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AHA: Patients’ Ability to Electronically Access Their Medical Records is Increasing

July 15, 2016
by Rajiv Leventhal
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More than 90 percent of hospitals now offer patients the capability to view electronic medical records (EMRs) online, and most offer the ability to perform related tasks, according to new research from the American Hospital Association (AHA).

The data, from the 2015 AHA Annual Survey Information Technology Supplement, which last month publicized several trends related to hospital data exchange, further revealed that now, with the adoption of EMRs, many more hospitals are offering individuals online access to their medical records. Indeed, in 2015, 92 percent of hospitals offered the ability to view medical records, compared to 43 percent of hospitals in 2013. What’s more, 84 percent of hospitals allowed patients to download information from their medical record, up from 30 percent of hospitals in 2013; and 70 percent of hospitals allowed a referral summary to be sent to a third party; only 13 percent of hospitals offered this function in 2013.

Hospitals also are able, in many cases, to offer patients the ability to perform everyday healthcare tasks online, according to the AHA report. These capabilities include the ability to schedule appointments, order prescription refills and submit payment. Offering these functions can be complex, as it integrates data from other areas within the hospital, such as scheduling, pharmacy and revenue cycle systems, which may not be easy to connect, the report authors noted. So as hospitals invest in solutions to allow online collaboration between units, the ability to offer these services will likely continue to expand, they predict. In 2015: 74 percent of hospitals provided the capability of paying bills online, up from 56 percent in 2013; 45 percent of hospitals allowed patients to schedule appointments online, in comparison to 31 percent in 2013; 44 percent of hospitals were able to allow patients to refill prescriptions online; 30 percent of patients could order refills in 2013.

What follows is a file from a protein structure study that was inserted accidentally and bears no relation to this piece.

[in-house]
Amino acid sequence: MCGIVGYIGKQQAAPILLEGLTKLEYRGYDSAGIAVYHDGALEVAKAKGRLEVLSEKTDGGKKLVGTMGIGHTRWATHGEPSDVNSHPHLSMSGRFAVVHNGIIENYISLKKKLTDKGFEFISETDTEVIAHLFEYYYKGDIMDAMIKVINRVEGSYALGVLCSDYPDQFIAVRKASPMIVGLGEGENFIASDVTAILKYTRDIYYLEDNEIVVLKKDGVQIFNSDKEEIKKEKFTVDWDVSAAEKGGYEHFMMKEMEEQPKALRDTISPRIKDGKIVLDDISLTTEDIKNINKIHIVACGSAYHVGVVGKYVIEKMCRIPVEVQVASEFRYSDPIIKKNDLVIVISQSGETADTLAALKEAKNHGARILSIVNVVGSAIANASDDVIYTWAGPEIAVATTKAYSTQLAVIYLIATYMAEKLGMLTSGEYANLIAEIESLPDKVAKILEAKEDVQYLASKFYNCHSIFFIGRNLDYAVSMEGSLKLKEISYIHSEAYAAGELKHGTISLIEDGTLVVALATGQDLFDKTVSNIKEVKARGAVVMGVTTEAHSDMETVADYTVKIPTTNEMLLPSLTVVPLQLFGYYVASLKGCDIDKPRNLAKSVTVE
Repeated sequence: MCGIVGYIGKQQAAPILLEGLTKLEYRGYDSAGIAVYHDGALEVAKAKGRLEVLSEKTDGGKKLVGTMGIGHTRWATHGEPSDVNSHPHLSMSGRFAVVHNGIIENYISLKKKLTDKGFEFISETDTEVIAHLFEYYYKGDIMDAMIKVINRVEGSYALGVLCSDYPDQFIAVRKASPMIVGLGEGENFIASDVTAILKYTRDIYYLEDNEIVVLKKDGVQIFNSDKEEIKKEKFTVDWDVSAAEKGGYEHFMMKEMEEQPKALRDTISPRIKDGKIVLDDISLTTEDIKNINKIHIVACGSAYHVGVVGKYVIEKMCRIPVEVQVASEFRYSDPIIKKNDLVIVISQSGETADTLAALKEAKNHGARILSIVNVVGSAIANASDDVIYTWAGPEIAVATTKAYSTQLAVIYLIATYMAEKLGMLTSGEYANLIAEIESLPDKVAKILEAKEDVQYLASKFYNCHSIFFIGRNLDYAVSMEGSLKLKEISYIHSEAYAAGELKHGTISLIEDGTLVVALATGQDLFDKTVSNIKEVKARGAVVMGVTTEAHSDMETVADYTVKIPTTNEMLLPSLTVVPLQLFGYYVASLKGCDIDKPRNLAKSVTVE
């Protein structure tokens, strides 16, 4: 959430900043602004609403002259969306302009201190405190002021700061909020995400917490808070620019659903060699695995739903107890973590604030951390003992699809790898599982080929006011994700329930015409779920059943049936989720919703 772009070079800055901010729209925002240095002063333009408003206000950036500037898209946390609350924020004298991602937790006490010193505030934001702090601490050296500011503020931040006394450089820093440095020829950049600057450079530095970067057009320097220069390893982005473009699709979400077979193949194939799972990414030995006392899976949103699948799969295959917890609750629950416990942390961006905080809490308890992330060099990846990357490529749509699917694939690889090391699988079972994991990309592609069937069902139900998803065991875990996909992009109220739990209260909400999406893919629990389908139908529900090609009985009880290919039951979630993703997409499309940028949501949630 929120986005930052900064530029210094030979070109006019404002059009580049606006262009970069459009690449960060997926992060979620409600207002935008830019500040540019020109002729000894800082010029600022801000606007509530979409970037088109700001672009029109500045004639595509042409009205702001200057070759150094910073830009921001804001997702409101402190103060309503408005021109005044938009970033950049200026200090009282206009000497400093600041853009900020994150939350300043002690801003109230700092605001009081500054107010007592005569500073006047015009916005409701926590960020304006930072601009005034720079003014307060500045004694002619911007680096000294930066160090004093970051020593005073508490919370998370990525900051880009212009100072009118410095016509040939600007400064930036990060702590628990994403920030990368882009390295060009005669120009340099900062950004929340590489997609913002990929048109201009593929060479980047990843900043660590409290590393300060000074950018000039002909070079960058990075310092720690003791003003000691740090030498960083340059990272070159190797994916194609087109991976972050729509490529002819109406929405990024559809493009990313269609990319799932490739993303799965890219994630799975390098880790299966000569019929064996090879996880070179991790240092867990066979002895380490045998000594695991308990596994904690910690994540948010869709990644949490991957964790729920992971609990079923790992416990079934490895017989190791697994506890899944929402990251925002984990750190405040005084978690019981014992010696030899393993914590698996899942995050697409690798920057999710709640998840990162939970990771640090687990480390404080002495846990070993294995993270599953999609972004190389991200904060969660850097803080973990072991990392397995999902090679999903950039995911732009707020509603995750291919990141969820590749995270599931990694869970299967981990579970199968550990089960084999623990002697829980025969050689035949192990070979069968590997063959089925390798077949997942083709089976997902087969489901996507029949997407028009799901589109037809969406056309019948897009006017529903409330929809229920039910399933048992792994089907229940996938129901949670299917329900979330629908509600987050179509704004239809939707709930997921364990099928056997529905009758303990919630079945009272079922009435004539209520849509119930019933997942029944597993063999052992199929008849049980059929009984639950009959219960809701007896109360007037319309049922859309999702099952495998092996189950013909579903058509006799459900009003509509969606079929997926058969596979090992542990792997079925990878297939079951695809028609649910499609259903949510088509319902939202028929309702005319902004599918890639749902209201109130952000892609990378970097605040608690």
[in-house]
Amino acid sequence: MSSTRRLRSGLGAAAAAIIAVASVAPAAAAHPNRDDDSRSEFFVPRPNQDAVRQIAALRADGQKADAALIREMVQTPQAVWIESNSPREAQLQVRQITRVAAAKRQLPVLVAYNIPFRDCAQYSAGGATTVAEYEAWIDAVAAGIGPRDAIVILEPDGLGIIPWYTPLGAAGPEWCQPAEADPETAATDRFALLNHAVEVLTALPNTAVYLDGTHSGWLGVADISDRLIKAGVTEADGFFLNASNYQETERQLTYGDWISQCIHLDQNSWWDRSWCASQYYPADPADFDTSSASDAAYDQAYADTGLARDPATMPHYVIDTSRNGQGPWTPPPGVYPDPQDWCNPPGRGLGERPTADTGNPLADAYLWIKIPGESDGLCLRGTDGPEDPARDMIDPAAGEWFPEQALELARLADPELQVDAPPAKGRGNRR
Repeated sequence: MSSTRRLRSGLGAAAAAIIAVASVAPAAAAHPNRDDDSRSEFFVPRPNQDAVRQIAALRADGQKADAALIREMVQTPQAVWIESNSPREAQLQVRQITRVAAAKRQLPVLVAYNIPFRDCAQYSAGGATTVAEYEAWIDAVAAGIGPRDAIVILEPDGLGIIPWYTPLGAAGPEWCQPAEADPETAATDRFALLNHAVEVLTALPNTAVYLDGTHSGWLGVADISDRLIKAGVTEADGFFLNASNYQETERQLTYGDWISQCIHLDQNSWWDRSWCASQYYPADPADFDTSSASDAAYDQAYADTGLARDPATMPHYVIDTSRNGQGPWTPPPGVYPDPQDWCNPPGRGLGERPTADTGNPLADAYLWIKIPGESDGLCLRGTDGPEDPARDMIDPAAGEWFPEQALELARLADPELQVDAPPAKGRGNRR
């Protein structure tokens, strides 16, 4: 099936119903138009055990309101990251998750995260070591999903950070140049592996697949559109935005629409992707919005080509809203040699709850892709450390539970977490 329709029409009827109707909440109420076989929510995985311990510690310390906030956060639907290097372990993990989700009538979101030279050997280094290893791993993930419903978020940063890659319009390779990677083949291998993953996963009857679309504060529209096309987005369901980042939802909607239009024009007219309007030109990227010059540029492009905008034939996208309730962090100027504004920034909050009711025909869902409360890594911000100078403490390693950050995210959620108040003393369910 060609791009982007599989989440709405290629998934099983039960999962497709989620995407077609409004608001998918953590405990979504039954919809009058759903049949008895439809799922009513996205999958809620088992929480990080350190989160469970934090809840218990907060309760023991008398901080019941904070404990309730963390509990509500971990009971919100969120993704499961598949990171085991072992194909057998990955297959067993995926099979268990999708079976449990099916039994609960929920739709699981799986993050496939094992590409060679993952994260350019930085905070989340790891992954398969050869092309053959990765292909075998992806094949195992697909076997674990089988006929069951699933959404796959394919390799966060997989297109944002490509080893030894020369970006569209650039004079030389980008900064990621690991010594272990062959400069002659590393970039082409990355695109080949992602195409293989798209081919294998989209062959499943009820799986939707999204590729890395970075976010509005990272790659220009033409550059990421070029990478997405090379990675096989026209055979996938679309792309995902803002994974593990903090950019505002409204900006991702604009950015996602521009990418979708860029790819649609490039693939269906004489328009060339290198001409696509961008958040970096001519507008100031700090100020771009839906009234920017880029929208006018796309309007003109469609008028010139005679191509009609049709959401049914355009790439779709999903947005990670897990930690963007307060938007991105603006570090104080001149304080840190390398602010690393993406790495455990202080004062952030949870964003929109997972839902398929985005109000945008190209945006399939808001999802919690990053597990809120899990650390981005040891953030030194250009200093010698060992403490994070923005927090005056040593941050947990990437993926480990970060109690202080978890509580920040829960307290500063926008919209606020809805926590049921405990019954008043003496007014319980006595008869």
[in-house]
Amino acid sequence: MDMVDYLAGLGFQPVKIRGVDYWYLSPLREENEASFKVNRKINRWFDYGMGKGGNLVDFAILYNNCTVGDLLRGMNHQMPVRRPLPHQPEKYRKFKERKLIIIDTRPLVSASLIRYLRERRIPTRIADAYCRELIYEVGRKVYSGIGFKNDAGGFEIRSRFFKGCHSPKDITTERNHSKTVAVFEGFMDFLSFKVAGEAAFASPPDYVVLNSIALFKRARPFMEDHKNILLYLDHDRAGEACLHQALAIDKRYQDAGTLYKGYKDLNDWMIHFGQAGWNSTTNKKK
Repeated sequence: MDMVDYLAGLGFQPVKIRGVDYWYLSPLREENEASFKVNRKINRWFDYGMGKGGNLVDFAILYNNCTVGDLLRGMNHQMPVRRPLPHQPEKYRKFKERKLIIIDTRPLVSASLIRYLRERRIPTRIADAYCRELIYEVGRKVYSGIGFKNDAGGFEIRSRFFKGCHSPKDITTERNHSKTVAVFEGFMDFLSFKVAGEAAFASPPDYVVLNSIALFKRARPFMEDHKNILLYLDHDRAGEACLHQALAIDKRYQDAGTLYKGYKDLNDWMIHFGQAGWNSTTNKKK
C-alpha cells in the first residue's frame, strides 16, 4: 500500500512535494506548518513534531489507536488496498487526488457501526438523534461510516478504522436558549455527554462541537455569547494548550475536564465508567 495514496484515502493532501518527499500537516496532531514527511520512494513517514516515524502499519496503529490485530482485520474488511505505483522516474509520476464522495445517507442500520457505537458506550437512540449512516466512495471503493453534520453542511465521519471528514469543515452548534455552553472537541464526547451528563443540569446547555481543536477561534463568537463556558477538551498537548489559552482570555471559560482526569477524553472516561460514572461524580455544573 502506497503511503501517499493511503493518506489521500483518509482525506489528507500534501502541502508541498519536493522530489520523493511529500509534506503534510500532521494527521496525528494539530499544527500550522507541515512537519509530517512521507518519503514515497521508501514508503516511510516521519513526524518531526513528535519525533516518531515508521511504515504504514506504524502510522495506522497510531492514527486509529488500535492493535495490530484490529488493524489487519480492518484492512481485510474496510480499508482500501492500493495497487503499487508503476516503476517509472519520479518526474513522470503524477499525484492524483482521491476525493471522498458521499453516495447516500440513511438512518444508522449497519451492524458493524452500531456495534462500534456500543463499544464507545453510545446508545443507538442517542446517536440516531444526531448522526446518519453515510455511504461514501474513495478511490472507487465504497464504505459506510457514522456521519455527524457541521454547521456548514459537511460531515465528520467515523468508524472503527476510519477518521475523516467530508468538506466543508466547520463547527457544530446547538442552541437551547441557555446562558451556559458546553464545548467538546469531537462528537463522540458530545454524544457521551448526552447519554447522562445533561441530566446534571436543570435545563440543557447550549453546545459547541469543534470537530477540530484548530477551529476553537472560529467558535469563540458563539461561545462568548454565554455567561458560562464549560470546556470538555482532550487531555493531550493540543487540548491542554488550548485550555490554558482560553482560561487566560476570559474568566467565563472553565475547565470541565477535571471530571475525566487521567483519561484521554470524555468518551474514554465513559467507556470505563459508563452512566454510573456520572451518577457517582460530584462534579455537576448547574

Further, the ability for individuals to communicate online with providers continues to expand, the data showed. Between in-person visits, patients may have questions for providers that would otherwise require a phone call or another visit to the office. However, a growing number of hospitals now provide an additional way for patients to communicate with their care providers between visits. In 2015, 63 percent of hospitals allowed patients to message their providers online, an increase of 8 percentage points from 2014.

A smaller, but increasing, percentage of hospitals allow their patients to submit patient-generated data to their provider online, which can help physicians monitor and evaluate the patient’s condition between visits. Thirty-seven percent of hospitals provided the ability for patients to submit data in 2015, a significant increase from 14 percent of hospitals in 2013.

The AHA report’s authors conclude, “Hospitals are offering individuals more electronic access to their medical information than ever before. Patients also have a growing ability to interact with their providers and to perform routine tasks online. As more hospitals are able to offer these services, individuals will have more insight into their medical data and the ability to interact with care providers at times and in ways that are convenient for the patient.”

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